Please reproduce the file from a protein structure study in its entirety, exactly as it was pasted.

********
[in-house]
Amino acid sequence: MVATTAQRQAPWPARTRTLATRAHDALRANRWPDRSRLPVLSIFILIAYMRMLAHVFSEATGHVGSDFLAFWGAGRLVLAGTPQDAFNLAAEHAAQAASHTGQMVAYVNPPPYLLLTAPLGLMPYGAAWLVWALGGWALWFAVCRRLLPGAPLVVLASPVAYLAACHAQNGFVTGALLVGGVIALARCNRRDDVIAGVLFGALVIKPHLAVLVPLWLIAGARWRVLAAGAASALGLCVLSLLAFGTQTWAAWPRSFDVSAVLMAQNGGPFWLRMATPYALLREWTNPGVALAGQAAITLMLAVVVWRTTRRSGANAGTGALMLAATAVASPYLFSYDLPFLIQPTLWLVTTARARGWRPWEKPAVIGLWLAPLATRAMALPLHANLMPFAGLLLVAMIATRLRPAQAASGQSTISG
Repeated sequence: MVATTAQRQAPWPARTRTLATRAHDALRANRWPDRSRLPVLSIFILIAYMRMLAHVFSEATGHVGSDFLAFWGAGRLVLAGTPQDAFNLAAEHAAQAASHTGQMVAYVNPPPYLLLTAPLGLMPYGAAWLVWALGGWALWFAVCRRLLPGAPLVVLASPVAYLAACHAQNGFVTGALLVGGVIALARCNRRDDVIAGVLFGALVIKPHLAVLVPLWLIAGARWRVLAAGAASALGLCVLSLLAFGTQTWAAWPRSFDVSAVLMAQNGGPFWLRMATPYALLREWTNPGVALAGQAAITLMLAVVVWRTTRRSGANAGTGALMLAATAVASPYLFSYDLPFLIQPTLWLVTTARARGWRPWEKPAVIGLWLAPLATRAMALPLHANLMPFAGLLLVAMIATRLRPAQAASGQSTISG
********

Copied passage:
[in-house]
Amino acid sequence: MVATTAQRQAPWPARTRTLATRAHDALRANRWPDRSRLPVLSIFILIAYMRMLAHVFSEATGHVGSDFLAFWGAGRLVLAGTPQDAFNLAAEHAAQAASHTGQMVAYVNPPPYLLLTAPLGLMPYGAAWLVWALGGWALWFAVCRRLLPGAPLVVLASPVAYLAACHAQNGFVTGALLVGGVIALARCNRRDDVIAGVLFGALVIKPHLAVLVPLWLIAGARWRVLAAGAASALGLCVLSLLAFGTQTWAAWPRSFDVSAVLMAQNGGPFWLRMATPYALLREWTNPGVALAGQAAITLMLAVVVWRTTRRSGANAGTGALMLAATAVASPYLFSYDLPFLIQPTLWLVTTARARGWRPWEKPAVIGLWLAPLATRAMALPLHANLMPFAGLLLVAMIATRLRPAQAASGQSTISG
Repeated sequence: MVATTAQRQAPWPARTRTLATRAHDALRANRWPDRSRLPVLSIFILIAYMRMLAHVFSEATGHVGSDFLAFWGAGRLVLAGTPQDAFNLAAEHAAQAASHTGQMVAYVNPPPYLLLTAPLGLMPYGAAWLVWALGGWALWFAVCRRLLPGAPLVVLASPVAYLAACHAQNGFVTGALLVGGVIALARCNRRDDVIAGVLFGALVIKPHLAVLVPLWLIAGARWRVLAAGAASALGLCVLSLLAFGTQTWAAWPRSFDVSAVLMAQNGGPFWLRMATPYALLREWTNPGVALAGQAAITLMLAVVVWRTTRRSGANAGTGALMLAATAVASPYLFSYDLPFLIQPTLWLVTTARARGWRPWEKPAVIGLWLAPLATRAMALPLHANLMPFAGLLLVAMIATRLRPAQAASGQSTISG